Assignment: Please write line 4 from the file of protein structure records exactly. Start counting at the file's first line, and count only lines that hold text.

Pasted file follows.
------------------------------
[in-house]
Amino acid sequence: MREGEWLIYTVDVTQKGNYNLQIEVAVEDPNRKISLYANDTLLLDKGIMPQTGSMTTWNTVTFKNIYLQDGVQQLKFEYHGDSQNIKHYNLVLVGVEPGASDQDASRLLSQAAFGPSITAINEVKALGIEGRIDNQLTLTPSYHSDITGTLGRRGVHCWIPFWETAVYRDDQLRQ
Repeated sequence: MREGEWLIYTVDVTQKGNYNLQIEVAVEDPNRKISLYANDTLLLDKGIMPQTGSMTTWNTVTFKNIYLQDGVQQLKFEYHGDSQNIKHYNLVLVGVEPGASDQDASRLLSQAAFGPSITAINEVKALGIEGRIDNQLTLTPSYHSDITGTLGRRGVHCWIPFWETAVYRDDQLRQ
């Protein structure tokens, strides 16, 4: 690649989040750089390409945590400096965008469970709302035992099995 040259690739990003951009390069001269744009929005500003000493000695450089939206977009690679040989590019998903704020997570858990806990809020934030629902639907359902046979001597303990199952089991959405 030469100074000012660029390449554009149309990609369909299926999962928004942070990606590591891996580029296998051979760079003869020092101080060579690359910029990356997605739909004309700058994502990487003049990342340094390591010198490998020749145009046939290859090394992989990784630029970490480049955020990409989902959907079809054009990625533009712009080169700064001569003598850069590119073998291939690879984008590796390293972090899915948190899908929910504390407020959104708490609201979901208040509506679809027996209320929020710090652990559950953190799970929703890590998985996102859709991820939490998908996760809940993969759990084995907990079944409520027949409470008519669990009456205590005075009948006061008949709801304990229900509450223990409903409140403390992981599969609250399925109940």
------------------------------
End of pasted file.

């Protein structure tokens, strides 16, 4: 690649989040750089390409945590400096965008469970709302035992099995 040259690739990003951009390069001269744009929005500003000493000695450089939206977009690679040989590019998903704020997570858990806990809020934030629902639907359902046979001597303990199952089991959405 030469100074000012660029390449554009149309990609369909299926999962928004942070990606590591891996580029296998051979760079003869020092101080060579690359910029990356997605739909004309700058994502990487003049990342340094390591010198490998020749145009046939290859090394992989990784630029970490480049955020990409989902959907079809054009990625533009712009080169700064001569003598850069590119073998291939690879984008590796390293972090899915948190899908929910504390407020959104708490609201979901208040509506679809027996209320929020710090652990559950953190799970929703890590998985996102859709991820939490998908996760809940993969759990084995907990079944409520027949409470008519669990009456205590005075009948006061008949709801304990229900509450223990409903409140403390992981599969609250399925109940």